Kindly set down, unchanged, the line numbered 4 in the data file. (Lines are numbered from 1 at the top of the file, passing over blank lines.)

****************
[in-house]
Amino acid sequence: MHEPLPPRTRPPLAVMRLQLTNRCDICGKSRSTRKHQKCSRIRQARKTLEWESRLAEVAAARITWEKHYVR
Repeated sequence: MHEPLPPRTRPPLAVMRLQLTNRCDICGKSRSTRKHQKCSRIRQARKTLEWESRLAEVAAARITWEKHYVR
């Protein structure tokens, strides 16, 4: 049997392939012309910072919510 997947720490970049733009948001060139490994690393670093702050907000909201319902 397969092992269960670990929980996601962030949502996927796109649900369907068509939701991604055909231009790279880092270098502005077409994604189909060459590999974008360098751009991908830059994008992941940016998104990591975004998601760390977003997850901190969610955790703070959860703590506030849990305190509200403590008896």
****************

């Protein structure tokens, strides 16, 4: 049997392939012309910072919510 997947720490970049733009948001060139490994690393670093702050907000909201319902 397969092992269960670990929980996601962030949502996927796109649900369907068509939701991604055909231009790279880092270098502005077409994604189909060459590999974008360098751009991908830059994008992941940016998104990591975004998601760390977003997850901190969610955790703070959860703590506030849990305190509200403590008896």